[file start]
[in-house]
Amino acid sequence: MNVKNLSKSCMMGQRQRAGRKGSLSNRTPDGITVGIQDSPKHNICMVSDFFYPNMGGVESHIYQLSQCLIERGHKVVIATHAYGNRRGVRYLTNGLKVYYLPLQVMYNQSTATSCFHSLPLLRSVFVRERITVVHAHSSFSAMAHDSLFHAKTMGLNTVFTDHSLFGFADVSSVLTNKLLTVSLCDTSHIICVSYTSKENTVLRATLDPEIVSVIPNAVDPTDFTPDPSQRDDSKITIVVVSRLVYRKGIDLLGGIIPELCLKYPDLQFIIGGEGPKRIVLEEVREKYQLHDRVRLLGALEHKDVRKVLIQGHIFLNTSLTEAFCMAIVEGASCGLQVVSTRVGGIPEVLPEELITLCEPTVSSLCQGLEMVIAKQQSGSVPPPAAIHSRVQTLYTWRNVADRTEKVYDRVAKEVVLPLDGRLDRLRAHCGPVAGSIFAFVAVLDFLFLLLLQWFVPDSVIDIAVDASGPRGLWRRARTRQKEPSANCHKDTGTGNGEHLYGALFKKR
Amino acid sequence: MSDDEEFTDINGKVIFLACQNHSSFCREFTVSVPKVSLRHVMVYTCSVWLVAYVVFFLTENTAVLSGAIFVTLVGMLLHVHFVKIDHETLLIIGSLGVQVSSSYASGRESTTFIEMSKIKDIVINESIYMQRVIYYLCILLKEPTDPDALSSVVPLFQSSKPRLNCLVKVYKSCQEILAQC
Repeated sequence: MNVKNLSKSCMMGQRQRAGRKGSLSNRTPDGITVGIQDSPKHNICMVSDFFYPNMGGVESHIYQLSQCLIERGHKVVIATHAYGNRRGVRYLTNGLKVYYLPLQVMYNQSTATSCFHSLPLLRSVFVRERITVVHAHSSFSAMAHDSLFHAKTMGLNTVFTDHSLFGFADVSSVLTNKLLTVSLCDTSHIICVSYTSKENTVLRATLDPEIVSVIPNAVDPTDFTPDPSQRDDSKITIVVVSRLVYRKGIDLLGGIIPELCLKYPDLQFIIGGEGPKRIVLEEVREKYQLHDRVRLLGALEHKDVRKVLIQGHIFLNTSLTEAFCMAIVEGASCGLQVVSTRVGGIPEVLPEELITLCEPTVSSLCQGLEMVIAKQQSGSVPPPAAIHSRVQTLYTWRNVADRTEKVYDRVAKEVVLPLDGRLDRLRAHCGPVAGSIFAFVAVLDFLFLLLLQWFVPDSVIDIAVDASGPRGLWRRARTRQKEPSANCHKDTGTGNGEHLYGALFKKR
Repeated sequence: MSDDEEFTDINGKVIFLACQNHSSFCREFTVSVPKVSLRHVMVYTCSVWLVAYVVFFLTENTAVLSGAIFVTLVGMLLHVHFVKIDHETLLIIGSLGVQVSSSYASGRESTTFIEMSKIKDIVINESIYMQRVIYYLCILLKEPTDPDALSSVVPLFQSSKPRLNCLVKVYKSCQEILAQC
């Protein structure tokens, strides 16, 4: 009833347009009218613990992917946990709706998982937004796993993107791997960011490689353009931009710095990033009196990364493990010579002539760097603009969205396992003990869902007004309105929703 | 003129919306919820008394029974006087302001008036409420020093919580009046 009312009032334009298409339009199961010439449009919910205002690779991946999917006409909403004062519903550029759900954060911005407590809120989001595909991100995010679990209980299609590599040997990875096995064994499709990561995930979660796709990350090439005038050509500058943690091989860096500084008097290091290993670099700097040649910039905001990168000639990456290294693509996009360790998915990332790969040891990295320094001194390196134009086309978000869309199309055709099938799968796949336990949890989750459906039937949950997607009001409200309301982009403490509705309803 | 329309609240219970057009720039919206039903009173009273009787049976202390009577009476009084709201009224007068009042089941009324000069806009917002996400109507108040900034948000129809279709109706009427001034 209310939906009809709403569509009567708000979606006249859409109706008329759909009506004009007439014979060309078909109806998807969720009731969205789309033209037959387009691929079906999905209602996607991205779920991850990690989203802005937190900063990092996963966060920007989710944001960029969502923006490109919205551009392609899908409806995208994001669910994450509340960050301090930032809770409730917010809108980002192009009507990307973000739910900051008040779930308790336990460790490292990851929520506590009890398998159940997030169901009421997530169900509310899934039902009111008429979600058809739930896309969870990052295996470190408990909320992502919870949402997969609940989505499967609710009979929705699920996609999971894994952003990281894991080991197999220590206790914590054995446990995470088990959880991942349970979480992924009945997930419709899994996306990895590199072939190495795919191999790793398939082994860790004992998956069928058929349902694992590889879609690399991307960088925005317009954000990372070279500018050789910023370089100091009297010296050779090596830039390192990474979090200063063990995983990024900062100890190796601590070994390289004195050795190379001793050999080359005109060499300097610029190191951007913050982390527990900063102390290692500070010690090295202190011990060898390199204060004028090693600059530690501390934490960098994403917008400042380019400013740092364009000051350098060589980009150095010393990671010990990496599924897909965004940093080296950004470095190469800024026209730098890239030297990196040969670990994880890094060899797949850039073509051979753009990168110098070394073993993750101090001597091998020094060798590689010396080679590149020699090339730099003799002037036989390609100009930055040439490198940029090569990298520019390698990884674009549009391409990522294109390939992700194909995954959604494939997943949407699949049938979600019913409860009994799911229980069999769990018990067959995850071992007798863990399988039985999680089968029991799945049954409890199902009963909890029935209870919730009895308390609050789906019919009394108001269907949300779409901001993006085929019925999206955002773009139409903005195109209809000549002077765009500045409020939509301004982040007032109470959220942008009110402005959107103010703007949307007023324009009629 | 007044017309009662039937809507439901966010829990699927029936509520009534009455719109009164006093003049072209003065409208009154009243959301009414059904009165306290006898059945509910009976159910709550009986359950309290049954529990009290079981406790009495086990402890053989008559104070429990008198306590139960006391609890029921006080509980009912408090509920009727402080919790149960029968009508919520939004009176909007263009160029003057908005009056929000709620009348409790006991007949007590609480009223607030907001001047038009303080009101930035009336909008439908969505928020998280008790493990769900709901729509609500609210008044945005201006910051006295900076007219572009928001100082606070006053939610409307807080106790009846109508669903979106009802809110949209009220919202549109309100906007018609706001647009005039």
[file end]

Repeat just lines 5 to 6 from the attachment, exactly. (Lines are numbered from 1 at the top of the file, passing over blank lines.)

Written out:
Repeated sequence: MSDDEEFTDINGKVIFLACQNHSSFCREFTVSVPKVSLRHVMVYTCSVWLVAYVVFFLTENTAVLSGAIFVTLVGMLLHVHFVKIDHETLLIIGSLGVQVSSSYASGRESTTFIEMSKIKDIVINESIYMQRVIYYLCILLKEPTDPDALSSVVPLFQSSKPRLNCLVKVYKSCQEILAQC
């Protein structure tokens, strides 16, 4: 009833347009009218613990992917946990709706998982937004796993993107791997960011490689353009931009710095990033009196990364493990010579002539760097603009969205396992003990869902007004309105929703 | 003129919306919820008394029974006087302001008036409420020093919580009046 009312009032334009298409339009199961010439449009919910205002690779991946999917006409909403004062519903550029759900954060911005407590809120989001595909991100995010679990209980299609590599040997990875096995064994499709990561995930979660796709990350090439005038050509500058943690091989860096500084008097290091290993670099700097040649910039905001990168000639990456290294693509996009360790998915990332790969040891990295320094001194390196134009086309978000869309199309055709099938799968796949336990949890989750459906039937949950997607009001409200309301982009403490509705309803 | 329309609240219970057009720039919206039903009173009273009787049976202390009577009476009084709201009224007068009042089941009324000069806009917002996400109507108040900034948000129809279709109706009427001034 209310939906009809709403569509009567708000979606006249859409109706008329759909009506004009007439014979060309078909109806998807969720009731969205789309033209037959387009691929079906999905209602996607991205779920991850990690989203802005937190900063990092996963966060920007989710944001960029969502923006490109919205551009392609899908409806995208994001669910994450509340960050301090930032809770409730917010809108980002192009009507990307973000739910900051008040779930308790336990460790490292990851929520506590009890398998159940997030169901009421997530169900509310899934039902009111008429979600058809739930896309969870990052295996470190408990909320992502919870949402997969609940989505499967609710009979929705699920996609999971894994952003990281894991080991197999220590206790914590054995446990995470088990959880991942349970979480992924009945997930419709899994996306990895590199072939190495795919191999790793398939082994860790004992998956069928058929349902694992590889879609690399991307960088925005317009954000990372070279500018050789910023370089100091009297010296050779090596830039390192990474979090200063063990995983990024900062100890190796601590070994390289004195050795190379001793050999080359005109060499300097610029190191951007913050982390527990900063102390290692500070010690090295202190011990060898390199204060004028090693600059530690501390934490960098994403917008400042380019400013740092364009000051350098060589980009150095010393990671010990990496599924897909965004940093080296950004470095190469800024026209730098890239030297990196040969670990994880890094060899797949850039073509051979753009990168110098070394073993993750101090001597091998020094060798590689010396080679590149020699090339730099003799002037036989390609100009930055040439490198940029090569990298520019390698990884674009549009391409990522294109390939992700194909995954959604494939997943949407699949049938979600019913409860009994799911229980069999769990018990067959995850071992007798863990399988039985999680089968029991799945049954409890199902009963909890029935209870919730009895308390609050789906019919009394108001269907949300779409901001993006085929019925999206955002773009139409903005195109209809000549002077765009500045409020939509301004982040007032109470959220942008009110402005959107103010703007949307007023324009009629 | 007044017309009662039937809507439901966010829990699927029936509520009534009455719109009164006093003049072209003065409208009154009243959301009414059904009165306290006898059945509910009976159910709550009986359950309290049954529990009290079981406790009495086990402890053989008559104070429990008198306590139960006391609890029921006080509980009912408090509920009727402080919790149960029968009508919520939004009176909007263009160029003057908005009056929000709620009348409790006991007949007590609480009223607030907001001047038009303080009101930035009336909008439908969505928020998280008790493990769900709901729509609500609210008044945005201006910051006295900076007219572009928001100082606070006053939610409307807080106790009846109508669903979106009802809110949209009220919202549109309100906007018609706001647009005039």